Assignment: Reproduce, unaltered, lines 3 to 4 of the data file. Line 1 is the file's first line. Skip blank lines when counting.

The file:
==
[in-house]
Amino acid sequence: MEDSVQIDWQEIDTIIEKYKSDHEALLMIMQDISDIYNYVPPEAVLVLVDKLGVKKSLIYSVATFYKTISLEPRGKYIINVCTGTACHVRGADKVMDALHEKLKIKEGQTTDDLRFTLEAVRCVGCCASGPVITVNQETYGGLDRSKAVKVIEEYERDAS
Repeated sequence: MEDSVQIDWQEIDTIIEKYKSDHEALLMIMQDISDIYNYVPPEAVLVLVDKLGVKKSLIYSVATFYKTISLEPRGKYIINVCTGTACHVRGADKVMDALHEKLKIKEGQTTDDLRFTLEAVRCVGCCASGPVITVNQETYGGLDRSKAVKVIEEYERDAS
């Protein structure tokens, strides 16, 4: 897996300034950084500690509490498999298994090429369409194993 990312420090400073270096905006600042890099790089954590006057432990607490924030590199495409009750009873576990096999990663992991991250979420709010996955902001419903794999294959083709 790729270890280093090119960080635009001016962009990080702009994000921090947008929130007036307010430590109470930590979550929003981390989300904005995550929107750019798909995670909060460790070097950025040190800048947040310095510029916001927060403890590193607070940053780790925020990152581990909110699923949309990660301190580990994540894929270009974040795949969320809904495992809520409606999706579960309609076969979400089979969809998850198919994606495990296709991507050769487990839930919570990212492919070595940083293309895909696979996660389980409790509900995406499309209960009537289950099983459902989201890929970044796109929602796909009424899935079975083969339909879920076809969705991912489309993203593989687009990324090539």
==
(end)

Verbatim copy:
Repeated sequence: MEDSVQIDWQEIDTIIEKYKSDHEALLMIMQDISDIYNYVPPEAVLVLVDKLGVKKSLIYSVATFYKTISLEPRGKYIINVCTGTACHVRGADKVMDALHEKLKIKEGQTTDDLRFTLEAVRCVGCCASGPVITVNQETYGGLDRSKAVKVIEEYERDAS
């Protein structure tokens, strides 16, 4: 897996300034950084500690509490498999298994090429369409194993 990312420090400073270096905006600042890099790089954590006057432990607490924030590199495409009750009873576990096999990663992991991250979420709010996955902001419903794999294959083709 790729270890280093090119960080635009001016962009990080702009994000921090947008929130007036307010430590109470930590979550929003981390989300904005995550929107750019798909995670909060460790070097950025040190800048947040310095510029916001927060403890590193607070940053780790925020990152581990909110699923949309990660301190580990994540894929270009974040795949969320809904495992809520409606999706579960309609076969979400089979969809998850198919994606495990296709991507050769487990839930919570990212492919070595940083293309895909696979996660389980409790509900995406499309209960009537289950099983459902989201890929970044796109929602796909009424899935079975083969339909879920076809969705991912489309993203593989687009990324090539």